CIAA makes a fresh approach to win back govt’s confidenceThe Commission for Investigation of Abuse of Authority (CIAA) has started rekindling its relations with the government and Parliament, which have been rocky since Lokman Singh Karki took over its reins in 2013.
The Commission for Investigation of Abuse of Authority (CIAA) has started rekindling its relations with the government and Parliament, which have been rocky since Lokman Singh Karki took over its reins in 2013.
The anti-graft body and the Office of Prime Minister and Council of Ministers jointly organised an event to mark the International Anti-Corruption Day on December 9. It was the first time that the CIAA has approached any government body to organise a event. The CIAA and the PMO used to organise separate events to mark the day.
The joint organisation of the even has been viewed as a thaw in relations between the CIAA and the government authorities. It was followed on December 22 by lawmakers representing the Parliamentary Good Governance and Monitoring Committee (GGMC) inspected the CIAA headquarters—something that was a far cry while Karki was at its helm.
Following the suspension of Karki in October, the new leadership under the acting chief Deep Basnyat has sought to improve relations with other state bodies, according to a commissioner. “It was important that we get over a rocky patch of Karki’s tenure and maintain working relations with the executives and the legislature bodies to build a trust.”
Karki had been widely criticised for running the CIAA as an executive body, issuing orders to the government agencies at whims. For example, the commission had ordered the government to cancel survey and construction licences of over a dozen hydropower projects in 2014. The move was vehemently opposed by lawmakers who stated that the anti-graft body ‘overstepped’ it jurisdiction.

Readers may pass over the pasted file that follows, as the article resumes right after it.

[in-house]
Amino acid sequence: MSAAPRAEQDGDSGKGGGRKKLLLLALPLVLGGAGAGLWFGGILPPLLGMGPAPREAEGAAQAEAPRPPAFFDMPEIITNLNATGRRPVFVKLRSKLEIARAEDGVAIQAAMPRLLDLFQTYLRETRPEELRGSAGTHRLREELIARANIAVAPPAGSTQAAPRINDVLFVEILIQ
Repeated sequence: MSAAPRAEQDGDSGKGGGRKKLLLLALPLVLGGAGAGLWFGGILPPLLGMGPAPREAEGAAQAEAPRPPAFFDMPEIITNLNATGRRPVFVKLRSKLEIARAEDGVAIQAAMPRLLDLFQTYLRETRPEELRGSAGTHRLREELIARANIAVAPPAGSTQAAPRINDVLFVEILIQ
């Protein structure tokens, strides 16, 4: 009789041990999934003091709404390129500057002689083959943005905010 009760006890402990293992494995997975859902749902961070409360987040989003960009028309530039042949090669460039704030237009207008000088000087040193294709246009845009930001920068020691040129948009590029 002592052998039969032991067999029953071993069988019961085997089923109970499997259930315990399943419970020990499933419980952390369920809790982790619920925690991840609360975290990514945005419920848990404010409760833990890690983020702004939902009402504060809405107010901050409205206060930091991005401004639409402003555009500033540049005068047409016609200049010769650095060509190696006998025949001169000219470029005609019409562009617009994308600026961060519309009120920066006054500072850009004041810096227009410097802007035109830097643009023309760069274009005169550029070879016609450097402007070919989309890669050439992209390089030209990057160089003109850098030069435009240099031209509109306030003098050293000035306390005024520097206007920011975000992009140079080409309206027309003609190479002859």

Lawmaker and member of the GGMC Nar Singh Chaudhary, who attended a meeting with CIAA officials, said the delegates suggested the commission to conduct serious investigation before making a case public. “The case should not be registered to smear someone’s image,” said Chaudhary.
According to him, the house committee has planned to inspect all 10 CIAA offices outside the Capital after a month.
The relations between the CIAA and Parliament had plunged to a historic low in July when Karki skipped a GGMC summon him to enquire about CIAA’s interference into an entrance exam at Kathmandu University School of Medicine. He had cited ill health for his absence.
Two years ago, the anti-graft body had written to the Parliamentary Agriculture and Water Resource Committee, arguing that it was not answerable to any parliamentary committees other than the GGMC, sparking fury from lawmakers. Terming it contempt of Parliament and the AWRC, the lawmaker expressed a grave concern with the then speaker Subhas Nembang over the incident.
The CIAA believes a fresh approach would help it win back the trust of lawmakers. The move has also been seen as a bid to garner support of lawmakers for expanding its jurisdiction in line with United Nations Convention on Prevention of Corruption, to which Nepali is a signatory.